Conrad Schumann, the East German soldier who became a symbol of freedom when he was photographed Aug. 15, 1961, leaping over the tangle of barbed wire that was to become the Berlin Wall, has died. He was 56.
Schumann’s body was found Saturday morning hanging from the limb of a tree in the garden of his house in Kipfenberg in southern Germany. He was believed to have committed suicide.
Police said they found no note, and the motive was unclear, although he had been having family problems. He had been working at an Audi car plant in nearby Ingolstadt.
When Schumann leaped away from communist oppression two days after East German leaders ordered construction of the Berlin Wall, photographer Peter Leibing of Contipress in Hamburg happened to be there. The photo was distributed by Associated Press, appeared on front pages around the world and won numerous journalism prizes.
The famous photograph captured the then 19-year-old soldier, his head bowed, just as he cleared the coil of barbed wire that served as a temporary barrier before the concrete wall replaced it. He was in his uniform that included helmet and knee-high jackboots with his rifle slung over his shoulder.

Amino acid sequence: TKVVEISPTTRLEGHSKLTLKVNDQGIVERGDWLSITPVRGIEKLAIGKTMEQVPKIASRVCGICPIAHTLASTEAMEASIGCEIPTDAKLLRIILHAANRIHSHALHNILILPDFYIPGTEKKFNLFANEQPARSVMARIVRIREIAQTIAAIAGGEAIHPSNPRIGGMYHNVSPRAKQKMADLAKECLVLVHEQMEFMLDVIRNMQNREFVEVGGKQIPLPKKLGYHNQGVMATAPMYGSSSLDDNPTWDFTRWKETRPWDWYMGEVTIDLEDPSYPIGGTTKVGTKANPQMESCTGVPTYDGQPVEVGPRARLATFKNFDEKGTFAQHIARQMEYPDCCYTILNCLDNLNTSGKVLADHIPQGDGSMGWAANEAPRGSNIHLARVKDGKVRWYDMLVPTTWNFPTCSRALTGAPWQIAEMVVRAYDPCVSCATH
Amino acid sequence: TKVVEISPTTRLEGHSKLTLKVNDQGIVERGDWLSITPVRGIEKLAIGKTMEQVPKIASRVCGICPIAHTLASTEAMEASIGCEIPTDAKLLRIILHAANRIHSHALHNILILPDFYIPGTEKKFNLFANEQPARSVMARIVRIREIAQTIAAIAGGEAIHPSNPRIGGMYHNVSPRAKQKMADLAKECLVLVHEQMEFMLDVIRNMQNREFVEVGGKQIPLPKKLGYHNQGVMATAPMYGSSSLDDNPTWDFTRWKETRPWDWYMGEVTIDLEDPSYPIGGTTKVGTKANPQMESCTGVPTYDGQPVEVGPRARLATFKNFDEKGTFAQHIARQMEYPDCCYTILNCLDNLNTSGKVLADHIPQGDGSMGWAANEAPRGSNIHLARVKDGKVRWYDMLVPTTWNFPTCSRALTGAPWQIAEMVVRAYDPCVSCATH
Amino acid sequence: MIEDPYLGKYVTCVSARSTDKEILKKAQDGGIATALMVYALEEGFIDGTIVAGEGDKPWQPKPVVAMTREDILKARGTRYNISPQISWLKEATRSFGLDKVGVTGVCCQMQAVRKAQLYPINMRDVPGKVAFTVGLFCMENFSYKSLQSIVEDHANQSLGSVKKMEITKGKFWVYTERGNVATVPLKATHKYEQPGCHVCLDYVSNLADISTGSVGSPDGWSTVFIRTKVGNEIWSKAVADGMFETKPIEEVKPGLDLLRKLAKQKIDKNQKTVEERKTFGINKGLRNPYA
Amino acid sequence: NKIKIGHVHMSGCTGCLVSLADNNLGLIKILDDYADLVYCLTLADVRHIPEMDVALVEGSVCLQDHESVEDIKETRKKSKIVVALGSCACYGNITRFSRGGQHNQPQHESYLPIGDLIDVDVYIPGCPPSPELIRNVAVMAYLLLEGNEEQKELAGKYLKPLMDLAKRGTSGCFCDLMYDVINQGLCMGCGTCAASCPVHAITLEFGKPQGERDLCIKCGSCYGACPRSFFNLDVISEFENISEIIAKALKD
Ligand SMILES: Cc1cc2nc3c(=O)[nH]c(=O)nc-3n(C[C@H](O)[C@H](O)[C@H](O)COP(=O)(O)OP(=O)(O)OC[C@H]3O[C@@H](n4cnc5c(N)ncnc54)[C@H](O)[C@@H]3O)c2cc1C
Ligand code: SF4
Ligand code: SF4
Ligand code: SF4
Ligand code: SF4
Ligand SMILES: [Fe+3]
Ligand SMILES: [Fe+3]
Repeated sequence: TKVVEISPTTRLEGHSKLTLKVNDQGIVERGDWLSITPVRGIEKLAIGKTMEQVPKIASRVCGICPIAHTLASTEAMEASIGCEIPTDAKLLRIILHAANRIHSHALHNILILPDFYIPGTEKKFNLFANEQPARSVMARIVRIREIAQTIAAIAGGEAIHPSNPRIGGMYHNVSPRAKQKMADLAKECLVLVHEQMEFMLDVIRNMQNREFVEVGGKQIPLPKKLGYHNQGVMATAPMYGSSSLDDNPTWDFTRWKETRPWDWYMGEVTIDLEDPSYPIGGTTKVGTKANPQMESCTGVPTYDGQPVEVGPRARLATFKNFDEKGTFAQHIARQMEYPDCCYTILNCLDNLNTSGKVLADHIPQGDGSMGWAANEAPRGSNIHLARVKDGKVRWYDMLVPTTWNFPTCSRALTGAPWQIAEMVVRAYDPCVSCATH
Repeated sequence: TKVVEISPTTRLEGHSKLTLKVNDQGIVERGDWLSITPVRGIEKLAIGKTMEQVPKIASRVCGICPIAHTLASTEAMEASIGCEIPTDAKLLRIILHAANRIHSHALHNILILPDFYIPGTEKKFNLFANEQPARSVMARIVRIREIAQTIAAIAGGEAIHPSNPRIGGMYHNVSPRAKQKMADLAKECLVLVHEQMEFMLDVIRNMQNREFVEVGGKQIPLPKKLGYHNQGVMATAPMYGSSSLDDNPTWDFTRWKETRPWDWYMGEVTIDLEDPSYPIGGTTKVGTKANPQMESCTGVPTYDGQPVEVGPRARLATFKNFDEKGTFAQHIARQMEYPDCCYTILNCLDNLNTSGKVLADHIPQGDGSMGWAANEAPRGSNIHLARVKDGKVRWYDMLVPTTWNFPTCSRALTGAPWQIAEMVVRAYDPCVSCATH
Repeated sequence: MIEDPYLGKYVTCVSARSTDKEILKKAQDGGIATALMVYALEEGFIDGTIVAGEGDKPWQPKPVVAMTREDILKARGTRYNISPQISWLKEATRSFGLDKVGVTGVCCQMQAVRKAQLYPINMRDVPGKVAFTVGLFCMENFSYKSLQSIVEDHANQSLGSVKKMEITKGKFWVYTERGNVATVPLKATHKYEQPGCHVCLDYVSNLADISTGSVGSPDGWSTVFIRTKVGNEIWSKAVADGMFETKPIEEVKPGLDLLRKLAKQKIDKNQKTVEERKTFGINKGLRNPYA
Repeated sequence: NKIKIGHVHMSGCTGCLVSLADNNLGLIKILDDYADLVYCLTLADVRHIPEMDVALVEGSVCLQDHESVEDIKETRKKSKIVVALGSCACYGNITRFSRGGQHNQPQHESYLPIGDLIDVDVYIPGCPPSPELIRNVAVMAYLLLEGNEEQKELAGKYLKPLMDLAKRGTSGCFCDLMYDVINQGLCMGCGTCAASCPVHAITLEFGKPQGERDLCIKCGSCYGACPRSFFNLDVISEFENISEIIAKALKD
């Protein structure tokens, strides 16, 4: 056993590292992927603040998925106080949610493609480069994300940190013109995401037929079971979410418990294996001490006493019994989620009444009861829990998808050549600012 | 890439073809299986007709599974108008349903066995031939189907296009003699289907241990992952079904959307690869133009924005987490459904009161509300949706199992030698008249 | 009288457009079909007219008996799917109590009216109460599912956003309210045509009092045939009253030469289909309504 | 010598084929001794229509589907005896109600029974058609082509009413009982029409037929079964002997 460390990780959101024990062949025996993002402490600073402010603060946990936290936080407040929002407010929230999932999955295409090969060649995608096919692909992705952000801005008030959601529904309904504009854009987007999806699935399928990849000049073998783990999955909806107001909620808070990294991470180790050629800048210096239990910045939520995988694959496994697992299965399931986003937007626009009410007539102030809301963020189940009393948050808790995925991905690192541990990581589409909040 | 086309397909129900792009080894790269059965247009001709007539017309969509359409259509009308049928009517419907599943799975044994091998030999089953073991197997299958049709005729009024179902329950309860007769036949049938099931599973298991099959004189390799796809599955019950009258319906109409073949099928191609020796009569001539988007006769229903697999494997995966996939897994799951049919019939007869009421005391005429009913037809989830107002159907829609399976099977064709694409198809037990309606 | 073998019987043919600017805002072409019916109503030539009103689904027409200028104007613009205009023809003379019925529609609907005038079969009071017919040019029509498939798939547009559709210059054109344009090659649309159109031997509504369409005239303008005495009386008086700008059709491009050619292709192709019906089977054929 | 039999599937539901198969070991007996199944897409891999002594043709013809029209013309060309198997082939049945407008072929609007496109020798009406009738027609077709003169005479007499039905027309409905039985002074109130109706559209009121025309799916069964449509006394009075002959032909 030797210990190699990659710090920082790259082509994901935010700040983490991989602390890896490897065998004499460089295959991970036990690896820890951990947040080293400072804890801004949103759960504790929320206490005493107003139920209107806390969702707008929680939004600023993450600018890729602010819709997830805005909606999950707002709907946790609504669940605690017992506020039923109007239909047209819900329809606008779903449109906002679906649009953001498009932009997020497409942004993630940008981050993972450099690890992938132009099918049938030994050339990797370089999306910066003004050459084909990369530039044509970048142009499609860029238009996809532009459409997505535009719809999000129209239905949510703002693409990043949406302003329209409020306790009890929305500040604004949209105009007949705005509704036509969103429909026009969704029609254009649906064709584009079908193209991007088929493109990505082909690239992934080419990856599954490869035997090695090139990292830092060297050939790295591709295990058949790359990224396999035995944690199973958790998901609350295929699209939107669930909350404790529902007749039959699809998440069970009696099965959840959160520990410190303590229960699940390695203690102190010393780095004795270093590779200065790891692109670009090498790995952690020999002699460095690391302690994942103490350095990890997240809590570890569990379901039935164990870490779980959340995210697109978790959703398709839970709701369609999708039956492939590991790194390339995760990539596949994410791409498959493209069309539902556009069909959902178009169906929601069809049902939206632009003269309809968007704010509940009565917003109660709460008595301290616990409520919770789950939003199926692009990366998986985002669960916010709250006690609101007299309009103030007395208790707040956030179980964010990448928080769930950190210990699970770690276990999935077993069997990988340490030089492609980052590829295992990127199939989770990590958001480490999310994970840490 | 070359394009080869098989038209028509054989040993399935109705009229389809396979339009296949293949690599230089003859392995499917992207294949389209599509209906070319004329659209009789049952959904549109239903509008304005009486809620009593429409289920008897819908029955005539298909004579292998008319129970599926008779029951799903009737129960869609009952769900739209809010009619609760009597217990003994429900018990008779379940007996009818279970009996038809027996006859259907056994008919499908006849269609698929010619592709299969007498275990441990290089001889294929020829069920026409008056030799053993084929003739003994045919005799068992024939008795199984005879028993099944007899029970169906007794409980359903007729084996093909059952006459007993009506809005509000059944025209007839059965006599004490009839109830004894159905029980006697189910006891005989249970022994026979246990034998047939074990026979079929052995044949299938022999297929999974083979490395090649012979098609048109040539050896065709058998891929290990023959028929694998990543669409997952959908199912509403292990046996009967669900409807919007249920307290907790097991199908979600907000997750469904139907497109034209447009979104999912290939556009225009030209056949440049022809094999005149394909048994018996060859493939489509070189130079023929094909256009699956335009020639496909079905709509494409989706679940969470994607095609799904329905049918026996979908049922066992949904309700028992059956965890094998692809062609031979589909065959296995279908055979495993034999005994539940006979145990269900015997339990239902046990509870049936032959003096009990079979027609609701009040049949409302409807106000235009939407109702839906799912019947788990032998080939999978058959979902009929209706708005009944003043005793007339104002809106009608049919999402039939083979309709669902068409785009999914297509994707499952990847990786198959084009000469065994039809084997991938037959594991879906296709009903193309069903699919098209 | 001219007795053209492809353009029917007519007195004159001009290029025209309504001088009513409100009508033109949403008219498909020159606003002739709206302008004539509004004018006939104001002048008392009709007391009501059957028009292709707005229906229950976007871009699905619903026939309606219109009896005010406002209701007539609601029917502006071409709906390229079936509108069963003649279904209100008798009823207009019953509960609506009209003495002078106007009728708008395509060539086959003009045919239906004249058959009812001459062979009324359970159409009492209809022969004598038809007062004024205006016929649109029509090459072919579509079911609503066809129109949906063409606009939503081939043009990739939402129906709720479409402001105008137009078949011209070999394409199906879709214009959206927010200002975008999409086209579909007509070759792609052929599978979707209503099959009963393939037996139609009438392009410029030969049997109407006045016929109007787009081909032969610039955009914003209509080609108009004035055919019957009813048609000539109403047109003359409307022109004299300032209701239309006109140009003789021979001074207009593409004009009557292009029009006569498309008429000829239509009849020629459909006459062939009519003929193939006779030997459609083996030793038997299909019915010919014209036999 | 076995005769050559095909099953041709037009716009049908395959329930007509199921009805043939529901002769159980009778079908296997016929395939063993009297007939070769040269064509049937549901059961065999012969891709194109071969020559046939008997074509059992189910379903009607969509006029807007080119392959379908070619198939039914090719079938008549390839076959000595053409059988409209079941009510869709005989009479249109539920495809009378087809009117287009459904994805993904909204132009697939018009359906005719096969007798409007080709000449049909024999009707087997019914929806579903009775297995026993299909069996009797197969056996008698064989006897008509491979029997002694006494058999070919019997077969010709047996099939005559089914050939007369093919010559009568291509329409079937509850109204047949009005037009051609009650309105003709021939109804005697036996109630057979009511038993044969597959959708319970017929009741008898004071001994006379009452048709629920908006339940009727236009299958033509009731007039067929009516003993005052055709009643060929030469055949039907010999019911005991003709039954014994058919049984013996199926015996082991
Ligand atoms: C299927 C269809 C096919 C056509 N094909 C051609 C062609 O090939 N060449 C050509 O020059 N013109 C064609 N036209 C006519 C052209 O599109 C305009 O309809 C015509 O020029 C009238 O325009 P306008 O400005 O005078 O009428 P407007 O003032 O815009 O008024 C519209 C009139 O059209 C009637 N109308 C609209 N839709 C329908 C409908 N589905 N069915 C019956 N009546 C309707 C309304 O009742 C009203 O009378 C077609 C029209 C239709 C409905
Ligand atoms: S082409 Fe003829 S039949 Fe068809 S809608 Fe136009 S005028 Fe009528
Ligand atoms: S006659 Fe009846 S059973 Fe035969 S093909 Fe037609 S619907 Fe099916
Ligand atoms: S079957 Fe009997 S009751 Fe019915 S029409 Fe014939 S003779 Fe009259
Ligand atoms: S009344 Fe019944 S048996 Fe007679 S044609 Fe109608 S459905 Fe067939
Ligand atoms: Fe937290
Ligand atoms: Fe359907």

Today, posters of the image are a best-selling item at the Berlin Wall museum at the former Checkpoint Charlie border crossing. Schumann visited the museum last month to autograph posters.
Two years after his escape, married and with an infant son, Schumann had a job at a bottling plant in West Germany and told an AP reporter: “Sometimes I feel I’m still dreaming. After the dreary life in East Germany, this all seems so unrealistic, like fairyland.”